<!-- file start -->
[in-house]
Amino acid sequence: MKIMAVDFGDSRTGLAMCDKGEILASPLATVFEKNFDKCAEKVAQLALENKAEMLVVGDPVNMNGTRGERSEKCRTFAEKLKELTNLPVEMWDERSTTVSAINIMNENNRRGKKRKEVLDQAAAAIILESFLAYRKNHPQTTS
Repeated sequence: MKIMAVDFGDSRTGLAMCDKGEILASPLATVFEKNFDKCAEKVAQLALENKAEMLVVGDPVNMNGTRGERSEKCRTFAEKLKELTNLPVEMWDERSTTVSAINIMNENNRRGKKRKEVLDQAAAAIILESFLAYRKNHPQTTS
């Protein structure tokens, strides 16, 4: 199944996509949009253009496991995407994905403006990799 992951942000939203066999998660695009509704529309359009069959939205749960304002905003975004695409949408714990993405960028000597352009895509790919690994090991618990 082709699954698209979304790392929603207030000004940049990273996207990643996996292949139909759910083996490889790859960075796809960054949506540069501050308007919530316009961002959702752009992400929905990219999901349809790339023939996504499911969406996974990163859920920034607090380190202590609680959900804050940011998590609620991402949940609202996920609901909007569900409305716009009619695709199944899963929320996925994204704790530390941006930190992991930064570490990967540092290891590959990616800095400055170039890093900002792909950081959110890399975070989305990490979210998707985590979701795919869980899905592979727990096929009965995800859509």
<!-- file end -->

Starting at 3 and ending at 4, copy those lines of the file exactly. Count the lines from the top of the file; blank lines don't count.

Repeated sequence: MKIMAVDFGDSRTGLAMCDKGEILASPLATVFEKNFDKCAEKVAQLALENKAEMLVVGDPVNMNGTRGERSEKCRTFAEKLKELTNLPVEMWDERSTTVSAINIMNENNRRGKKRKEVLDQAAAAIILESFLAYRKNHPQTTS
């Protein structure tokens, strides 16, 4: 199944996509949009253009496991995407994905403006990799 992951942000939203066999998660695009509704529309359009069959939205749960304002905003975004695409949408714990993405960028000597352009895509790919690994090991618990 082709699954698209979304790392929603207030000004940049990273996207990643996996292949139909759910083996490889790859960075796809960054949506540069501050308007919530316009961002959702752009992400929905990219999901349809790339023939996504499911969406996974990163859920920034607090380190202590609680959900804050940011998590609620991402949940609202996920609901909007569900409305716009009619695709199944899963929320996925994204704790530390941006930190992991930064570490990967540092290891590959990616800095400055170039890093900002792909950081959110890399975070989305990490979210998707985590979701795919869980899905592979727990096929009965995800859509």